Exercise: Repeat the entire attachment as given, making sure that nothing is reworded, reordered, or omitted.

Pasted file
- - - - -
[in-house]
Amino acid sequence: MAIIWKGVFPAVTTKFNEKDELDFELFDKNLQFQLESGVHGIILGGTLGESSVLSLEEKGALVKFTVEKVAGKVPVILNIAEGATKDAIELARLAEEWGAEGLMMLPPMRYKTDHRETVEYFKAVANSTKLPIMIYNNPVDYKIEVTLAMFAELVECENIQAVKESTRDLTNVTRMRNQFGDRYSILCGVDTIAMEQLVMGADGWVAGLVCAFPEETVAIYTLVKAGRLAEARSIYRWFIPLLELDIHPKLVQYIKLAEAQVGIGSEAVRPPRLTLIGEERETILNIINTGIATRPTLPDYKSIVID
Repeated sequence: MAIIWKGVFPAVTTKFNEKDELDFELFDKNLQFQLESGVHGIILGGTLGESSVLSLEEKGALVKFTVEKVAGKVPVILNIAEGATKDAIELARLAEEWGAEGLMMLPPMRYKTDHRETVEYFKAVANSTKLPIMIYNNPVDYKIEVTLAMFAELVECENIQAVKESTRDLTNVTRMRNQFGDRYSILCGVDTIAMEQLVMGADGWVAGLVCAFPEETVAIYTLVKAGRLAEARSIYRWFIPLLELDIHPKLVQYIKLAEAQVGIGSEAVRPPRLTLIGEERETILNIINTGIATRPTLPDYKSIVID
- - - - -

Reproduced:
[in-house]
Amino acid sequence: MAIIWKGVFPAVTTKFNEKDELDFELFDKNLQFQLESGVHGIILGGTLGESSVLSLEEKGALVKFTVEKVAGKVPVILNIAEGATKDAIELARLAEEWGAEGLMMLPPMRYKTDHRETVEYFKAVANSTKLPIMIYNNPVDYKIEVTLAMFAELVECENIQAVKESTRDLTNVTRMRNQFGDRYSILCGVDTIAMEQLVMGADGWVAGLVCAFPEETVAIYTLVKAGRLAEARSIYRWFIPLLELDIHPKLVQYIKLAEAQVGIGSEAVRPPRLTLIGEERETILNIINTGIATRPTLPDYKSIVID
Repeated sequence: MAIIWKGVFPAVTTKFNEKDELDFELFDKNLQFQLESGVHGIILGGTLGESSVLSLEEKGALVKFTVEKVAGKVPVILNIAEGATKDAIELARLAEEWGAEGLMMLPPMRYKTDHRETVEYFKAVANSTKLPIMIYNNPVDYKIEVTLAMFAELVECENIQAVKESTRDLTNVTRMRNQFGDRYSILCGVDTIAMEQLVMGADGWVAGLVCAFPEETVAIYTLVKAGRLAEARSIYRWFIPLLELDIHPKLVQYIKLAEAQVGIGSEAVRPPRLTLIGEERETILNIINTGIATRPTLPDYKSIVID